In the time leading up to the writing of the record, a whole lot of social issues really started to gain some noteworthy attention. Things like the Arab Spring, and growing demand for equal rights for the LGBT population had me thinking a lot about what it was that makes oppression of certain groups, societies and cultures possible in the first place. The answer I keep arriving at is that there are these old, staunchly elite groups of people in governments and religious sectors that are so afraid of ways of life different than their own that they can’t help but do whatever they can to suppress them, to separate people from who and what they are in order to maintain some perceived normalcy. The record deals with these issues in its own way, as it explores the growth, reign and ultimate dissolve of this fictional “monarchy.” It’s also worth noting that our debut, self-released EP was titled Hierarchy and it also had something of a social commentary slant to the lyrics and with this being the debut of our new lineup, I felt like the title was appropriate.

Check out the song “Mechanical Trees” here.

How would you, being on the creative inside, characterise the two albums when stacking them side-by-side?
Uttley: I think that The Conscious Seed of Light is the sound of five kids that were “real stoked” on being a newly-signed metal band. We hadn’t ever done anything outside of some regional touring and larger local shows so we really didn’t have any serious experience as a band. It’s a good album with some cool songs but I don’t feel like it represents us as a band or as individuals anymore. Monarchy is a logical progression for us as a band. It borrows ideas from all of the stuff that we grew up listening to while still preserving a familiar sound of our own.

I guess in general I would say that Monarchy is a much more cohesive piece of music. The album tells a story from start to finish not only lyrically but also musically. The first track begins with a very barren and bleak sounding sonic landscape then progresses into some of the heaviest and most chaotic sounding stuff that we have done to date. By the end of the album, you have three pieces of music (“Terrestrial II: Thrive,” “Circles in the Sky,” and “Untold”) that all run into one another and create this super-emotional climax/ending to the album.

I think it’s cool how the album basically goes from heavy and mad to “progressive” and sad. That last sentence basically tells our story as a band. We started this group as five kids that were pissed off, excited and full of energy and changed into these dudes that now see how difficult it actually is to keep a band afloat once you start encountering issues such as member changes, long distance band members, and financial problems. I guess everything I just said could be summed up by this: on the last album we were young and naive and hadn’t learned any lessons as a band, then a bunch of stuff happened and we wrote Monarchy.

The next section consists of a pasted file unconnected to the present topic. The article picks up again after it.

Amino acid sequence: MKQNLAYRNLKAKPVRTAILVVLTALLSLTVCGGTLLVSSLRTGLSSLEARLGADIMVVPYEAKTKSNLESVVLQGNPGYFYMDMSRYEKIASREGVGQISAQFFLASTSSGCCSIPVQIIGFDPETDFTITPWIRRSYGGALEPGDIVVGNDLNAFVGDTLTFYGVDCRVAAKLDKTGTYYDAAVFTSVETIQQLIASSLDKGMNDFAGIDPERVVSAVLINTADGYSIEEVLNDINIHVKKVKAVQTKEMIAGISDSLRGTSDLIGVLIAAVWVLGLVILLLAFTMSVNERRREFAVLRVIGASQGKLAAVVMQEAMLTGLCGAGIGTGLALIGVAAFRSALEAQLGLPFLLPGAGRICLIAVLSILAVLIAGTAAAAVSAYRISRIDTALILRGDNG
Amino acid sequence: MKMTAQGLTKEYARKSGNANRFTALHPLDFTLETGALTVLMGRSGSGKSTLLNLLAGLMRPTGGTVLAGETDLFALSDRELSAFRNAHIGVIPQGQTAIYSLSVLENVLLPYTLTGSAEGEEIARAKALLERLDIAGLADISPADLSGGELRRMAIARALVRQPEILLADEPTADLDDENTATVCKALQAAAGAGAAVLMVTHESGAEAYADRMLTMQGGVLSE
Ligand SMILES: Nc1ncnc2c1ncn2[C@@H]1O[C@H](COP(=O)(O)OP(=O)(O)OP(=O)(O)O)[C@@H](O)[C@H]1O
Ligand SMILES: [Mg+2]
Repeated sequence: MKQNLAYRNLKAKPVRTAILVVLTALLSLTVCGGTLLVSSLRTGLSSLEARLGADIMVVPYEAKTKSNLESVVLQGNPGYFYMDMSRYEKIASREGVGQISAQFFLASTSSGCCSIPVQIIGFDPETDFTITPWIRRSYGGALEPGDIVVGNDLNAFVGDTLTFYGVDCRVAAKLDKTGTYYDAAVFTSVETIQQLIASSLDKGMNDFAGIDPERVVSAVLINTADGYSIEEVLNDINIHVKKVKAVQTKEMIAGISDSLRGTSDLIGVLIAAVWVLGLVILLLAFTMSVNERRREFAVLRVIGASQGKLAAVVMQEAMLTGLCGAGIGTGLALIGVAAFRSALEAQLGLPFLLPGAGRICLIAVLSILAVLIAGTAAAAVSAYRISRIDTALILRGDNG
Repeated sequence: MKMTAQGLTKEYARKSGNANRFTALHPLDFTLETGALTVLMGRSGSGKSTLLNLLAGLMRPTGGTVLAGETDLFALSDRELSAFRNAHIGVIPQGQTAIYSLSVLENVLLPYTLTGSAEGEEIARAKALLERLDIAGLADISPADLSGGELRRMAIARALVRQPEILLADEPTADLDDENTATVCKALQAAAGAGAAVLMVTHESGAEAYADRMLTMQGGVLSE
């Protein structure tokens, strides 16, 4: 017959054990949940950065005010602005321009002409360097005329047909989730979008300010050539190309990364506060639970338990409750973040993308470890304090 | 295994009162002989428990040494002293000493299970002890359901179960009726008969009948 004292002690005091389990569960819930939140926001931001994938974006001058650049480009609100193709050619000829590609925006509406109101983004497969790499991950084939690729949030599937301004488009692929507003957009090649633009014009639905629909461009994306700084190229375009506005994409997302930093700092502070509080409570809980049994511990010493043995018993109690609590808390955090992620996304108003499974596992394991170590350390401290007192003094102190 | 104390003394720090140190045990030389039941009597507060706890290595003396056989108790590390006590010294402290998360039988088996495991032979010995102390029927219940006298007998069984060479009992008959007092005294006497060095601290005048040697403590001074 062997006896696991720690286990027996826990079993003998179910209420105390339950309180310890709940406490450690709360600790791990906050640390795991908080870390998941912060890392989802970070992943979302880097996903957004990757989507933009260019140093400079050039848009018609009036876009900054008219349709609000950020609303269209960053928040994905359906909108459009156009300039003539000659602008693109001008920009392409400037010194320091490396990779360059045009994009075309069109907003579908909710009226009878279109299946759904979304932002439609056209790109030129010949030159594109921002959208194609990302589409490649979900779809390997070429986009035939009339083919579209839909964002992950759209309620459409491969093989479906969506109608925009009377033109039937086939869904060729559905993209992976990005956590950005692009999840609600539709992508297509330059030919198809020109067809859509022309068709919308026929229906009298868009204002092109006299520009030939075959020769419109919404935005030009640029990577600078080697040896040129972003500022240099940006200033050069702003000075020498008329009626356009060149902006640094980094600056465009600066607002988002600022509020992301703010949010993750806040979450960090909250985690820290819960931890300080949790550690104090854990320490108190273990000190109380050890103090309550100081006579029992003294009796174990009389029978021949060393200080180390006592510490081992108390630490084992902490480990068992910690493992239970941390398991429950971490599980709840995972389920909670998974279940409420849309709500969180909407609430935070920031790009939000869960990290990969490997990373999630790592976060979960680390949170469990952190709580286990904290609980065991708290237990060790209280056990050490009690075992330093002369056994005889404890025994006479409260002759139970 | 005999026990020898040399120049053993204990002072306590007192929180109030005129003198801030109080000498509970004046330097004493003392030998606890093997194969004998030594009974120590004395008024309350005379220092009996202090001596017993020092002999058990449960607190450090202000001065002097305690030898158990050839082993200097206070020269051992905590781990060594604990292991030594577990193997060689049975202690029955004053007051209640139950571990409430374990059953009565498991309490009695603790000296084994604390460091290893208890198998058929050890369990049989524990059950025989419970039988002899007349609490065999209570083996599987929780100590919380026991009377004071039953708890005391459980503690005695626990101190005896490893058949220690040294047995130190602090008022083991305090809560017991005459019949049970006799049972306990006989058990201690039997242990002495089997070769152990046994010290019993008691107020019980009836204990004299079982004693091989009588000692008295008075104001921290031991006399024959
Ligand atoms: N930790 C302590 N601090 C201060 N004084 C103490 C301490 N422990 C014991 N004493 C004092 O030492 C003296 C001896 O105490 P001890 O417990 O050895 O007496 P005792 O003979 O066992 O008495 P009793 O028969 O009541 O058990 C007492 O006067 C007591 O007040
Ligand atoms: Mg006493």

I often hear a good number of death metal “insiders” complain about the erosion of the scene and the audience for the sound. Yet, more bands are on tour and putting out records that ever before. What do you feel are the most pressing concerns facing death metal these days and how would you address them?
Uttley: I don’t really think that anyone should be complaining about anything. The internet has made it so much easier bands and fans alike. Instead of having to mail a cassette tape across the country you can now simply log on to your computer and look up as many bands as you want. Also, booking DIY tours and shows has become way easier with the invention of Facebook and other social media. You no longer need to be signed to a record label to book a successful tour or to have a successful album.

As I said before, the whole industry is moving from a “macro” mindset to a “micro” mindset. Bands are recording their own albums, releasing them without a label, and touring on those albums without the help of a label, agent, or manager. These things could never happen without the use of the internet. Bands, and fans of the music, are becoming more self-sufficient and educated. The only real “threat” to the genre are those that are unwilling to move forward with the logical progression of the industry.

What’s next for you once the album is out and available?
Uttley: Once Monarchy is out the plan is to tour as much as we can and begin writing for the next album. We will be doing a full U.S. and Canadian tour in October-November with some really sick bands that we look up to.